A Gift From Afar

The skull of Fr. Manuel Solorzano,,a Jesuit priest who was killed on Guam 330 years ago.

Just three days after Christmas, three travelers from the east (at least if you think of Spain as lying to the east) brought to Guam a gift–the skull of a Jesuit priest who had been killed on the island 330 years earlier. The priest, Fr. Manuel Solorzano, was one of the twelve Jesuits who lost their lives in what have come to be known as the “Spanish-Chamorro Wars.”

The skull was a reminder of the worst of times, some would say. People died in unprecedented numbers from disease and violence, the culture was radically transformed, and for the first time islanders lived under a foreign flag. Continue reading →

Christmas, 2014

Wishing everyone a Merry Christmas, 2014.

Christmas greetings from the Bronx campus of Fordham University, where I have made my home for the past year. But my time here has always been with computer on and bags packed for forays to other places. Most of the trips have been to where the coconut tree grows and waves lap on warm shores. With five trips to Hawaii and beyond, as well as a recent spurt of trips to the islands for a total of ten weeks since September, my air travel was enough to win me platinum on United Airlines’ mileage program–a status I never achieved in all my years living in Micronesia! Continue reading →

Catching Up with Old Friends  

Yota Oue with Bob Scavullo and myself.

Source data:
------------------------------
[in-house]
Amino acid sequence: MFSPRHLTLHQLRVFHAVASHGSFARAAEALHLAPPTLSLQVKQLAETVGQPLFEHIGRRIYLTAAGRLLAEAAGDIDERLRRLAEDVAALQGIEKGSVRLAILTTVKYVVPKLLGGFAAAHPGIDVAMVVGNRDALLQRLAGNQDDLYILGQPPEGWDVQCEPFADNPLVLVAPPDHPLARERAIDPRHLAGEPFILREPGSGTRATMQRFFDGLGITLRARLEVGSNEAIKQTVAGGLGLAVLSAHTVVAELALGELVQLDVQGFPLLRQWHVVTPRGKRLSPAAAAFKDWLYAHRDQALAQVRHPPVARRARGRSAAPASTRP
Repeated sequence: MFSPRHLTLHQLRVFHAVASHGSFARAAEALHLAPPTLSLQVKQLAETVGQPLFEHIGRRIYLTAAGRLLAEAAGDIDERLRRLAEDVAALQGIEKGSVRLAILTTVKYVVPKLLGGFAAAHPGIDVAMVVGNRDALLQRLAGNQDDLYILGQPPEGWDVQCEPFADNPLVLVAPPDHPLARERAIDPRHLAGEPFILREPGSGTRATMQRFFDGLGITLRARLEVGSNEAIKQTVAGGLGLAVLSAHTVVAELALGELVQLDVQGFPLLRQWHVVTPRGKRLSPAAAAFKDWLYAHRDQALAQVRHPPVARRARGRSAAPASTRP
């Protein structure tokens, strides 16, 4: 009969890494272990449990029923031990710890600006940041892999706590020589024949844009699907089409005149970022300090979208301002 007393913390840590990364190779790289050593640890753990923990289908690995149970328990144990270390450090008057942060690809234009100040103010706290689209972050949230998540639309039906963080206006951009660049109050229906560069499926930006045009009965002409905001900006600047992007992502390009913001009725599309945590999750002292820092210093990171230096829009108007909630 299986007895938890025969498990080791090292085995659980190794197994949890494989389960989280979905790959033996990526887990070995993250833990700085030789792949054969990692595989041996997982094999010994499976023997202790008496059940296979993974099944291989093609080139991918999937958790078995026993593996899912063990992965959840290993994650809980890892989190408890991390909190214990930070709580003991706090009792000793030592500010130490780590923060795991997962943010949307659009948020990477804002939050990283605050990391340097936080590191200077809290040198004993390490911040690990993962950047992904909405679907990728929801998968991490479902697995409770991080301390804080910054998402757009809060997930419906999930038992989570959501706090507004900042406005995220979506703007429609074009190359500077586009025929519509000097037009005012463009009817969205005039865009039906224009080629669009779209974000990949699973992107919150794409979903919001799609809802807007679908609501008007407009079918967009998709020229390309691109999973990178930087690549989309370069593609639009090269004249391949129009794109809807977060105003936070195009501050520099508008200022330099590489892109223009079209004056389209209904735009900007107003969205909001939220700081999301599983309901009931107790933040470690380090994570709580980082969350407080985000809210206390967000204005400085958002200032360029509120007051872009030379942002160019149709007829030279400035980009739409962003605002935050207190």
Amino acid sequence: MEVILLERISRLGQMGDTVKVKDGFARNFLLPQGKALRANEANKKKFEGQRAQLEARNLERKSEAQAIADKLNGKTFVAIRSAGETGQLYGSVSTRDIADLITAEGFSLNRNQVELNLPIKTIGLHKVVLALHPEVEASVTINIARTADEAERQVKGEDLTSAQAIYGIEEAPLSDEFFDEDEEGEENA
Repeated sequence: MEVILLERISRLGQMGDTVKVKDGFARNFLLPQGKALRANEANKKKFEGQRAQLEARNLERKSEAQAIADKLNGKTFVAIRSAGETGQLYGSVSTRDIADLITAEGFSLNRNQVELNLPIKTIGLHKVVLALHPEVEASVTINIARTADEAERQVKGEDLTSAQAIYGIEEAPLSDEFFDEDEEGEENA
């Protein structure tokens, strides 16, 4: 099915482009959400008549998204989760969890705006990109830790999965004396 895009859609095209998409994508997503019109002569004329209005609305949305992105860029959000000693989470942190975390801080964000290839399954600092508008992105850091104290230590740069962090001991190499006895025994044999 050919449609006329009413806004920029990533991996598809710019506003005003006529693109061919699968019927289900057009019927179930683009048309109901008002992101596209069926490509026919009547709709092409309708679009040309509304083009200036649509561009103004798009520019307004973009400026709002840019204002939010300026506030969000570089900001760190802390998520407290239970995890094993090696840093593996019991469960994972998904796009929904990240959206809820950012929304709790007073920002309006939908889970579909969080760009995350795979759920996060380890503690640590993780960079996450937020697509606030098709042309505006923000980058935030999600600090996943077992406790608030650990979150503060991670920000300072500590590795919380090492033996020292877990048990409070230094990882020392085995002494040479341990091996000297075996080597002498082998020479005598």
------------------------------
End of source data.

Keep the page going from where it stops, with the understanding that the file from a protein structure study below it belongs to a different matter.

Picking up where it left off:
Yota Oue, Xavier HS graduate and now sophomore at Fordham University, decided to accept an invitation to attend a black tie dinner in downtown Manhattan sponsored by the “other” Xavier High School–the older and richer brother of our school in Chuuk. He and I met on the Fordham campus (after a little basketball, naturally) and headed downtown. Continue reading →

You Can Never Go Home…Or Can You?

Checking out the new gymnasium with Russell Figueras and Sister Isabel Seman

You can never really go home, they say. If what they mean is that the landscape is forever changing, that is certainly true on Pohnpei. When I stopped off there for a few days after completing my work for the tourism study in Palau to follow up on some business matters, the place had indeed changed. The track at PICS was newly repaired, the tennis courts were in better shape than they had been in years, and the swimming pool was renovated–-all in preparation for the Micronesian Games held this past summer. Continue reading →

A Few Weeks in Palau

Dinner in Palau with Friends: Jack Penland, Rich McAuliff, SJ, Destin Penland and Toluk Sakuma.

Here we are in Palau, an island group with a per capita income four times higher than that of the rest of Micronesia. “The Land of Gold Chains and Fancy Watches” is what one of our Jesuit volunteer teachers used to call it some years ago. It’s a place that is on the map–-Darryl Hannah and JFK Jr. vacationed here 20 years ago, and the Survivor TV series was filmed here ten years ago. The country has been self-governing for only 35 years, but it has had two presidents who died violent deaths–-one who was assassinated and another who shot himself. It’s never exactly been Dullsville here in Palau. Where else, a friend once asked, could you strike up a serious conversation on current political affairs with a total stranger? Continue reading →